Over 90,000 D-Link NAS Devices Are Under Attack

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Network attached storage (NAS) vendor D-Link has urged users of end-of-life (EOL) products to retire and replace them, after news emerged of mass exploitation of legacy kit via a newly discovered vulnerability.

Security researcher “netsecfish” published details of the vulnerability, which affects various D-Link NAS devices, on March 26.

“The vulnerability lies within the nas_sharing.cgi uri, which is vulnerable due to two main issues: a backdoor facilitated by hardcoded credentials, and a command injection vulnerability via the system parameter,” they explained.

“This exploitation could lead to arbitrary command execution on the affected D-Link NAS devices, granting attackers potential access to sensitive information, system configuration alteration, or denial of service, by specifying a command, affecting over 92,000 devices on the internet.”

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Now described as CVE-2024-3273, the high-severity vulnerability has been assigned a CVSS score of 7.3.

D-Link confirmed in an advisory that the following EOL models are exposed to exploitation of the vulnerability as they are no longer receiving firmware updates: DNS-340L, DNS-320L, DNS-327L and DNS-325.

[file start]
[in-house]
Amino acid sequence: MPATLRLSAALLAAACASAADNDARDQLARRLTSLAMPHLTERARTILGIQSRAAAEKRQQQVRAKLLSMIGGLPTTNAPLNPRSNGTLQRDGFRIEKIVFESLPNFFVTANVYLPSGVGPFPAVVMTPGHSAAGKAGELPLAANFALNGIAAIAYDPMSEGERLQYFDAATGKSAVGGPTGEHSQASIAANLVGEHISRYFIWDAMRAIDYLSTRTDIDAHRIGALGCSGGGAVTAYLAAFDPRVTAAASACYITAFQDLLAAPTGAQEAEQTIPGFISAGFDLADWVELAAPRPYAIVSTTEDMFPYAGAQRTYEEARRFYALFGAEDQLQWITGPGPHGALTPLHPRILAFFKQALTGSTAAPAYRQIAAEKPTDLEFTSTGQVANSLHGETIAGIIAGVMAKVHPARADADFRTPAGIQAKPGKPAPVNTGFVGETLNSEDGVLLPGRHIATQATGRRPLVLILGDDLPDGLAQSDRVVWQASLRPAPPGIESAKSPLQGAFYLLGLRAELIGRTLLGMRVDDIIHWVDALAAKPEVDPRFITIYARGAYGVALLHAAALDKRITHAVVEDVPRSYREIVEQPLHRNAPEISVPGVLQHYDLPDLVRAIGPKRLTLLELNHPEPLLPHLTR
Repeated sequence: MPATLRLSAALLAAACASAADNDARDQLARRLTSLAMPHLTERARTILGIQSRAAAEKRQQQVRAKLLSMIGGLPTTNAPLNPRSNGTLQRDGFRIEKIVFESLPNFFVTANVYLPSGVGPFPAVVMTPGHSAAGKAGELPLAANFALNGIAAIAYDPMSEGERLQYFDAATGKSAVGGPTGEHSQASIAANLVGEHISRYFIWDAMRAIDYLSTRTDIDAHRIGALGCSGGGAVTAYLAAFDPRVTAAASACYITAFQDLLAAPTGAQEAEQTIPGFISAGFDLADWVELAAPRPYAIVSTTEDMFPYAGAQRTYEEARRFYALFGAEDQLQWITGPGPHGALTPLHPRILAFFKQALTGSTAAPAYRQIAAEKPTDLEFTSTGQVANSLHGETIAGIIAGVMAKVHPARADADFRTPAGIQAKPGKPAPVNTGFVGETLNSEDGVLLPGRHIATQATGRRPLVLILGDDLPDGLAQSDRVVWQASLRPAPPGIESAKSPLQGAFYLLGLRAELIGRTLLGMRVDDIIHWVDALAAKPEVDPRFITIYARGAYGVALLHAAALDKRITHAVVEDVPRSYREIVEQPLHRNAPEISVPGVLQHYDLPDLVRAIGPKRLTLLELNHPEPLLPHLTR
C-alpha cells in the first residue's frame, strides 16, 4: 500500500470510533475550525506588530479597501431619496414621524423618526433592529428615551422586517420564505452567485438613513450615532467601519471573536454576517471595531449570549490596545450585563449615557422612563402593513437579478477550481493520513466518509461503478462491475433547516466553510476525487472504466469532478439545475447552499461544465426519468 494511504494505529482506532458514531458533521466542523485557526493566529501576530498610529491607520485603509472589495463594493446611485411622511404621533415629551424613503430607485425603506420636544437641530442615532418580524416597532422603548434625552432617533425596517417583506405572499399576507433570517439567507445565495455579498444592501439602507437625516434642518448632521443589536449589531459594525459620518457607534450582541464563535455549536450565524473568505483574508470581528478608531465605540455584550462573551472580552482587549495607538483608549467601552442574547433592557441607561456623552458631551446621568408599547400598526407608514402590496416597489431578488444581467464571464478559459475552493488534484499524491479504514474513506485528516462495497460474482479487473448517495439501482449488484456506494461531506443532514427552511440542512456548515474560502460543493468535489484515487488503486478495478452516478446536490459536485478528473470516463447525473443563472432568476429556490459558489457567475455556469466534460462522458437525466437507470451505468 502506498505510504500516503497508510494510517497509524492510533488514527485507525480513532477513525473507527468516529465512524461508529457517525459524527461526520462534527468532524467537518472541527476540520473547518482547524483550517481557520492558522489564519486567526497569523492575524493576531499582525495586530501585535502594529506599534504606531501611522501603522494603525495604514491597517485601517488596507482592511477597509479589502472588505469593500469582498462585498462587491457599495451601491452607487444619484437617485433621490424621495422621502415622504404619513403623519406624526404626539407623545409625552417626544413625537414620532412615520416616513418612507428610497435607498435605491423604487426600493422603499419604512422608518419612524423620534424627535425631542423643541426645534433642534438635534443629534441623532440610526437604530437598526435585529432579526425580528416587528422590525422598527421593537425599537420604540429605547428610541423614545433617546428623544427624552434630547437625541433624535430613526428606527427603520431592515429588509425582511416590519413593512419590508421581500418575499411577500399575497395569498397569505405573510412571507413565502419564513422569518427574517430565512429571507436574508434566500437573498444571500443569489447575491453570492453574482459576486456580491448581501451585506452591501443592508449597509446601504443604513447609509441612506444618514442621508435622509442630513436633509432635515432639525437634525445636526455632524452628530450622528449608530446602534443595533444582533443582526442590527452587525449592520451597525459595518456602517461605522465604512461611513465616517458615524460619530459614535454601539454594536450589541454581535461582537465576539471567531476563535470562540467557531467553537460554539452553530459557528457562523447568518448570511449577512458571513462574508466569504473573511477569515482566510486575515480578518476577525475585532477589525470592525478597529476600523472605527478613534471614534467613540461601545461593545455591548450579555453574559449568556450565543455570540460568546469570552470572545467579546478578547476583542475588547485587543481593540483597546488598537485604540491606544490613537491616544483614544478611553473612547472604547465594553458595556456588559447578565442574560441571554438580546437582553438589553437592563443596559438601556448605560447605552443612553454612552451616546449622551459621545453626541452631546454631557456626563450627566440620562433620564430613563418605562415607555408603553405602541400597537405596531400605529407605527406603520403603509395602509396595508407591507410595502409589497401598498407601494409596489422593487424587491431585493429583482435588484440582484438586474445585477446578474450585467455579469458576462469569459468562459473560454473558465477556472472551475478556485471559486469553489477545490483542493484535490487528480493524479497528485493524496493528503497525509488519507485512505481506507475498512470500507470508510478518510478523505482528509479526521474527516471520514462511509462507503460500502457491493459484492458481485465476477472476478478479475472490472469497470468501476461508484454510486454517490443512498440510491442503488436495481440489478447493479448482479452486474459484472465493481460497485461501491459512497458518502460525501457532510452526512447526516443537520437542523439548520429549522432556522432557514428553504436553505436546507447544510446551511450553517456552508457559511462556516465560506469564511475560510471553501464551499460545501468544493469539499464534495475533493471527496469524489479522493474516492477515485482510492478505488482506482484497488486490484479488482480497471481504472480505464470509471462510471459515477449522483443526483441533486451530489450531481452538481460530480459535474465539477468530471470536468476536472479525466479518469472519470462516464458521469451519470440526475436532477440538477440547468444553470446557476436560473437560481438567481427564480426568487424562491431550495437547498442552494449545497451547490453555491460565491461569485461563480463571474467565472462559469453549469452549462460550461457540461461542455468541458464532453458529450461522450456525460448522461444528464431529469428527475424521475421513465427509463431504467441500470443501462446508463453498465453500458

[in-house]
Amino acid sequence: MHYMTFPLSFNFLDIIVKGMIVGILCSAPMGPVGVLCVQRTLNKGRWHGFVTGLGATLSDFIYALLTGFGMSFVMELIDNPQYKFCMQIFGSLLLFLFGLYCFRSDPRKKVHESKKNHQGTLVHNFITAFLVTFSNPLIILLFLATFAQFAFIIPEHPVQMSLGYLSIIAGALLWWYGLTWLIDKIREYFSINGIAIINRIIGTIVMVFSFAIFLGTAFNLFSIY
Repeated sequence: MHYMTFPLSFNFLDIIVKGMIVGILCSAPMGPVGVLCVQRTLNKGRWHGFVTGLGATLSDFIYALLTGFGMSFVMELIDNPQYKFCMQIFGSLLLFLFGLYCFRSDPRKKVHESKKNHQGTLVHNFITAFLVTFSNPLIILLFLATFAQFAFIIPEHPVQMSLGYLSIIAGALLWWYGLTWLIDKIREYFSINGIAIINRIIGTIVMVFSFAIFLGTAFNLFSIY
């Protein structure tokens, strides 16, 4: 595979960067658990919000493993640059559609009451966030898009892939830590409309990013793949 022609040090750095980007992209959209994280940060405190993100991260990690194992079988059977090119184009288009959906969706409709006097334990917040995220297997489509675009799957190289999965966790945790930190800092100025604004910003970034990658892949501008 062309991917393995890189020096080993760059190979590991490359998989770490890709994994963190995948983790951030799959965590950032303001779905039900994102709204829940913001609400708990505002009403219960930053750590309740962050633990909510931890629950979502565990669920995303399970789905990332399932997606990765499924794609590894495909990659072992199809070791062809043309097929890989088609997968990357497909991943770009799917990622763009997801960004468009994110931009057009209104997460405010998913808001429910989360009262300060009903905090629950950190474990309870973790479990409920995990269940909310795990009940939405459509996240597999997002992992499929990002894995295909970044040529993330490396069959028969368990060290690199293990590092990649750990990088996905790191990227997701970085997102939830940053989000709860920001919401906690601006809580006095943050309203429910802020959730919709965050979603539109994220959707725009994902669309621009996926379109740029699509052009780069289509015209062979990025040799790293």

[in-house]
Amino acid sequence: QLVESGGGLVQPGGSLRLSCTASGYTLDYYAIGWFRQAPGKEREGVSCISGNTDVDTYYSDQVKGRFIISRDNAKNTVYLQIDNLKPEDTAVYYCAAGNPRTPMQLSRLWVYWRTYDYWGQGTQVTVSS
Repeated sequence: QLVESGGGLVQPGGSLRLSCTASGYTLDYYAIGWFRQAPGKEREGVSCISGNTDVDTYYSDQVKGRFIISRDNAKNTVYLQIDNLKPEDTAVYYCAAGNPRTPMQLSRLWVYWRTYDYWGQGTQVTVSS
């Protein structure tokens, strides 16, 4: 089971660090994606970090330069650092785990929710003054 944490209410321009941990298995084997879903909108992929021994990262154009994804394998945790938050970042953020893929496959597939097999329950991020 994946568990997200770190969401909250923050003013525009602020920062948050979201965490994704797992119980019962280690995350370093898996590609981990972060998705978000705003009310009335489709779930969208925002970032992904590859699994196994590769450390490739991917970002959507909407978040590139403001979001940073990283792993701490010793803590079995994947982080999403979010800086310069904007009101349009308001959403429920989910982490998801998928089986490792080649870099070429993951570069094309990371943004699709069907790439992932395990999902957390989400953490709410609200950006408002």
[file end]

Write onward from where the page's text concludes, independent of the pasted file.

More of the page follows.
“D-Link strongly recommends that this product be retired and cautions that any further use of this product may be a risk to devices connected to it. If US consumers continue to use these devices against D-Link’s recommendation, please make sure the device has the last known firmware which can be located on the Legacy Website links above,” it added.

“Please make sure you frequently update the device’s unique password to access its web-configuration, and always have Wi-Fi encryption enabled with a unique password.”

Non-profit threat research organization the ShadowServer Foundation confirmed that threat actors are now actively targeting vulnerable NAS devices.

“We have started to see scans/exploits from multiple IPs for CVE-2024-3273 (vulnerability in end-of-life D-Link Network Area Storage devices). This involves chaining of a backdoor & command injection to achieve RCE,” it said in a post on X (formerly Twitter).

“Exploit & PoC details are public. As there is no patch for this vulnerability, these devices should be taken offline/replaced or at least have their remote access firewalled.”

NAS devices are a popular target for botnet herders and ransomware actors as they are often managed by home users, which can mean they’re less well-protected than enterprise systems.

Image credit: JHVEPhoto / Shutterstock.com

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